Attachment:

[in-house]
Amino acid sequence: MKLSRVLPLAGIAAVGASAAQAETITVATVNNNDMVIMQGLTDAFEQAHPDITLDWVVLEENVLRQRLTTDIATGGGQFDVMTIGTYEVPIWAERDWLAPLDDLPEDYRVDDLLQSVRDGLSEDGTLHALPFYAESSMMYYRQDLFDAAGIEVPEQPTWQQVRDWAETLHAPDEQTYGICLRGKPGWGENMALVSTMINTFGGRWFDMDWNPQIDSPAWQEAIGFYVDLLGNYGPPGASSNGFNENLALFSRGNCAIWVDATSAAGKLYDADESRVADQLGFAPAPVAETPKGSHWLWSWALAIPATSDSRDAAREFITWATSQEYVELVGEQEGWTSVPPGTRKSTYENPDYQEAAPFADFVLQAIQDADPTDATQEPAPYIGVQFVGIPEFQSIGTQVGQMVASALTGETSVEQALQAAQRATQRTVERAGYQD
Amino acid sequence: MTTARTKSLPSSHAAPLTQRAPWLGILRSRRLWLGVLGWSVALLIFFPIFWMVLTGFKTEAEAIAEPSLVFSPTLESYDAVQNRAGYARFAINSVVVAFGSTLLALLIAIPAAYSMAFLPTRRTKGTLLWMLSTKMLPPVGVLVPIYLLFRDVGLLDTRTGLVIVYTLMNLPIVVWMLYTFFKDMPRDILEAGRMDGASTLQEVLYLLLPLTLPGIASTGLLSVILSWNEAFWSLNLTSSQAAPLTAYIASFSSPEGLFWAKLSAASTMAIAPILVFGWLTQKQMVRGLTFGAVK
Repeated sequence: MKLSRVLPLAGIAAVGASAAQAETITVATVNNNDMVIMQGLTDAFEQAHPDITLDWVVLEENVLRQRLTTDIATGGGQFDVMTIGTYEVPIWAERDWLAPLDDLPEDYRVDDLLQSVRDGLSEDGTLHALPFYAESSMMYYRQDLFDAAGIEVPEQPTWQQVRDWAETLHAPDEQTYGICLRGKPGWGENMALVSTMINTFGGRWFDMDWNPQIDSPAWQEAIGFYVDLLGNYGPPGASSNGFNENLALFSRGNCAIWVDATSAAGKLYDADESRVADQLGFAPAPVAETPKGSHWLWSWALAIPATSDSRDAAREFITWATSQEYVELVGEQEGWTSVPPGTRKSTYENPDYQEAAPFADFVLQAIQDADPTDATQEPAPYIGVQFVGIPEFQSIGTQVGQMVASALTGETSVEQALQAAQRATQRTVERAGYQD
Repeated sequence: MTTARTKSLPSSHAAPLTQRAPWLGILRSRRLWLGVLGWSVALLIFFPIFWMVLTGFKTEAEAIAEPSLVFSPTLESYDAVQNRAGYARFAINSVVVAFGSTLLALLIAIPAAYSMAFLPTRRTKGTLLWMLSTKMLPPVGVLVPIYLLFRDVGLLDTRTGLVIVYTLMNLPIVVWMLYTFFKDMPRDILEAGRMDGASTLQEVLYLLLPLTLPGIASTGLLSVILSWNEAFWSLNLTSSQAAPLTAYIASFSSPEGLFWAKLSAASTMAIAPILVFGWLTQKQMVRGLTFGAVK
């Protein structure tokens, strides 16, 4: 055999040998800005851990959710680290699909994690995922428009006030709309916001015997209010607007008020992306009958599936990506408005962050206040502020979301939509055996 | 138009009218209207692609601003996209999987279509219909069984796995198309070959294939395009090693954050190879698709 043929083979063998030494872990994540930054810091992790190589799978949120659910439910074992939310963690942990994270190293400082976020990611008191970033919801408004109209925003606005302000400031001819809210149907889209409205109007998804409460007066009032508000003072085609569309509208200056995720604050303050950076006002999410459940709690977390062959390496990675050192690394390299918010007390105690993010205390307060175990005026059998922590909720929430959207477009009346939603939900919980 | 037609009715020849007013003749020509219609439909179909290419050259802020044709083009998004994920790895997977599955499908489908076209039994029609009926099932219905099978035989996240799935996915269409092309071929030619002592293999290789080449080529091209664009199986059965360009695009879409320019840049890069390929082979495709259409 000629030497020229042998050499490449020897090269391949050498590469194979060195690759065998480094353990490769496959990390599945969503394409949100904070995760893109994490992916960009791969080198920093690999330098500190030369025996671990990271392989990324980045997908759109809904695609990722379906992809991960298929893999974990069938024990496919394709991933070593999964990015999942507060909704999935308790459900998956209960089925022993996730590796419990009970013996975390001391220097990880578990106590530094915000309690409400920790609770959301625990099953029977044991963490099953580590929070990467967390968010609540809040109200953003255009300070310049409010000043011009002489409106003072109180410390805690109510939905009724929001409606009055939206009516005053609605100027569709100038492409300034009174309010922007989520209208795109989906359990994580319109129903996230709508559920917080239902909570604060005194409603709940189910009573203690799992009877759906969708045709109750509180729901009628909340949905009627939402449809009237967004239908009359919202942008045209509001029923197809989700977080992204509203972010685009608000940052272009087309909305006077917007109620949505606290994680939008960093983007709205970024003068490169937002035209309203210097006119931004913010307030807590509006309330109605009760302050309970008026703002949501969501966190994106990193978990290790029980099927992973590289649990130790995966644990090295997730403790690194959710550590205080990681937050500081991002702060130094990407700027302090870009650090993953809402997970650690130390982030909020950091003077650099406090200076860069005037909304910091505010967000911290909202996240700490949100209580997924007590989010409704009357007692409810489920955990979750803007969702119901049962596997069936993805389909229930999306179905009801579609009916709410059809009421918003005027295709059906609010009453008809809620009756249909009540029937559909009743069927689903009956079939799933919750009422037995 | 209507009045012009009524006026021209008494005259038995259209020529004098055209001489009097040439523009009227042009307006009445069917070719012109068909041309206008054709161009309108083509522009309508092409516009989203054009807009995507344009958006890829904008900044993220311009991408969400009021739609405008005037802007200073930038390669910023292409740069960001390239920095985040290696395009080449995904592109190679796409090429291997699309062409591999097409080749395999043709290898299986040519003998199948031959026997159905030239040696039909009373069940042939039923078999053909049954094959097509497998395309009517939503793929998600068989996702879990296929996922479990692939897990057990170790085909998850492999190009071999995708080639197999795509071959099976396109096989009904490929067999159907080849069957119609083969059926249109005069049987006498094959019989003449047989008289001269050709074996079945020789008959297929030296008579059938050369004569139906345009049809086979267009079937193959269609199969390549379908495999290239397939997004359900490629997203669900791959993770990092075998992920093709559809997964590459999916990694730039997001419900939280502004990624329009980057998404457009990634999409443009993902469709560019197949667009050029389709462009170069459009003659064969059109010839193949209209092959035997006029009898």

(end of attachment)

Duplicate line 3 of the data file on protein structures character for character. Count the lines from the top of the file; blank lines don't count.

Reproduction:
Amino acid sequence: MTTARTKSLPSSHAAPLTQRAPWLGILRSRRLWLGVLGWSVALLIFFPIFWMVLTGFKTEAEAIAEPSLVFSPTLESYDAVQNRAGYARFAINSVVVAFGSTLLALLIAIPAAYSMAFLPTRRTKGTLLWMLSTKMLPPVGVLVPIYLLFRDVGLLDTRTGLVIVYTLMNLPIVVWMLYTFFKDMPRDILEAGRMDGASTLQEVLYLLLPLTLPGIASTGLLSVILSWNEAFWSLNLTSSQAAPLTAYIASFSSPEGLFWAKLSAASTMAIAPILVFGWLTQKQMVRGLTFGAVK